Matt went down for the mail yesterday, came back and announced nothing but junk. This frequently happens. I was thinking what a waste of time, paper, money, trees. The people who send out all this garbage are certainly not concerned with their carbon footprint. There is a garbage can by the mail boxes and it is frequently overflowing with all this stuff. OK I think it gets recycled, we have all kinds of recycling bins here, but even so... its a waste. Not much one can do to stop it either. A lot of what we get is for pizzas, then there is the political stuff apart from all the other rubbish. One guy cracked “no pizza flyers today, what am I going to eat tonight?”. Talking of pizza flyers, did you see they are now doing wieners inside the outer crust of a pizza. Think its Pizza Hut. Can you believe it? What a combination!
Sadly, on the North American continent, most people seem to believe the Italians eat nothing but pizza and pasta. They are missing out on such wonderful food. The story goes that around 1547 when Catherine de Médici married Henry II of France she found the food so uninteresting that she eventually imported Italian cooks to the French court. Many of the dishes for which France is well known actually were imported from Italy. Funny I have known about Catherine for many a long year, but until I was checking dates, I didn’t remember much of her history. I knew she was largely ignored by her husband in favour of his mistress, Diane de Poitiers, but it would appear she really got her own back after the King’s death and was regent for two of her sons ruling France with something of an iron hand. Pity the king never knew. I remember reading a book about her a loooooong time ago, I’m not sure how many years it covered, obviously I don’t remember a heck of a lot about it anyway.
Woohoo, I have a desktop computer once again. I am still writing this blog on my laptop as I had already started, might as well finish it here. I now have to get the money from the flooring people, they have agreed to pay for the repair and I am just waiting for the invoice to take/send to them. They are actually close by so maybe we will drop it off. I suspect they might warn customers of the prospective dust in future.
I love Debbie Reynolds (or I used to) but we watched the first part of The Unsinkable Molly Brown, what a dreadful movie. I loved here in Susan Slept Here and as Tammy (forget the name of the movie) oh and a whole raft of other movies, but we turned this one off.
I just got a few recipes for appetizers, specifically for Thanksgiving (US) but seems to me they would be suitable at any time. This one particularly appealed to me.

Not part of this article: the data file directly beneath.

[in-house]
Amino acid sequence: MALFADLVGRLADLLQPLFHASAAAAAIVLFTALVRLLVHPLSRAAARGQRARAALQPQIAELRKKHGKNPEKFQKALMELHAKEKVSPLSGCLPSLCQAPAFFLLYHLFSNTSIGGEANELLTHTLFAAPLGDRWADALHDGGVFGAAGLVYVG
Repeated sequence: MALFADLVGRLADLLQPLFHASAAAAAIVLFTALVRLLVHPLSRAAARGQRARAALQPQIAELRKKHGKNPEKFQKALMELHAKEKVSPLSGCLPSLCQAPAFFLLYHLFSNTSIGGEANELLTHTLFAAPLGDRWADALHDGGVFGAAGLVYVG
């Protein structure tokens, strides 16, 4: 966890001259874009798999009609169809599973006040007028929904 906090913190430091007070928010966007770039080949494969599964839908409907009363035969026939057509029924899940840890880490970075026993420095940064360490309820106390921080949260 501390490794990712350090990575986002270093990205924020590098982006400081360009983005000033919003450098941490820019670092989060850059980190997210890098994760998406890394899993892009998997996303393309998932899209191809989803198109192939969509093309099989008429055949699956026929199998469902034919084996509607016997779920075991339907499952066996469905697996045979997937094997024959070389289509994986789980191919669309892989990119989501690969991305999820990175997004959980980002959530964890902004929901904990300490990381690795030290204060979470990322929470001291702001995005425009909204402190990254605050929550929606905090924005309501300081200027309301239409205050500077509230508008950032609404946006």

Caramelized Onion and Gruyère Tart
- 1 tablespoon unsalted butter
- 1 tablespoon vegetable oil
- 2 large onions, halved and thinly sliced
- 1/4 cup dry Marsala
- Salt and freshly ground white pepper
- Buttery Cornmeal Pastry
- 6 ounces Gruyère cheese, coarsely shredded (1 1/2 cups)
- In a large skillet, melt the butter in the vegetable oil. Add the sliced onions, cover and cook over moderate heat, stirring, until softened, about 12 minutes. Uncover the skillet and cook, stirring occasionally, until the onions are very soft and well browned, about 45 minutes longer; add a little water as necessary to prevent the onions from sticking. Add the Marsala and cook until nearly evaporated. Season the onions with salt and white pepper and transfer them to a medium bowl.
- Meanwhile, preheat the oven to 375°. On a lightly floured work surface, roll out the Buttery Cornmeal Pastry to a 13-inch round, 1/8-inch thick. Wrap the dough around the rolling pin and fit it into a 10-inch fluted tart pan with a removable bottom. Run the rolling pin over the rim to trim off the overhang. Prick the bottom with a fork and refrigerate until chilled, at least 10 minutes.
- Line the tart shell with foil and fill with pie weights or dried beans. Bake in the center of the oven for about 25 minutes, or until the edge is golden and the center is nearly set. Remove the foil and weights, cover the edge with foil and bake for 5 minutes longer, until the shell is cooked through and golden.
- Sprinkle the Gruyère into the tart shell and spread the onions on top. Bake for 10 minutes, or until the cheese is melted and the onions are sizzling. Let cool for 15 minutes. Unmold the tart, cut it into wedges and serve warm.
Make Ahead The tart can be refrigerated overnight. Rewarm before serving.
Have a great day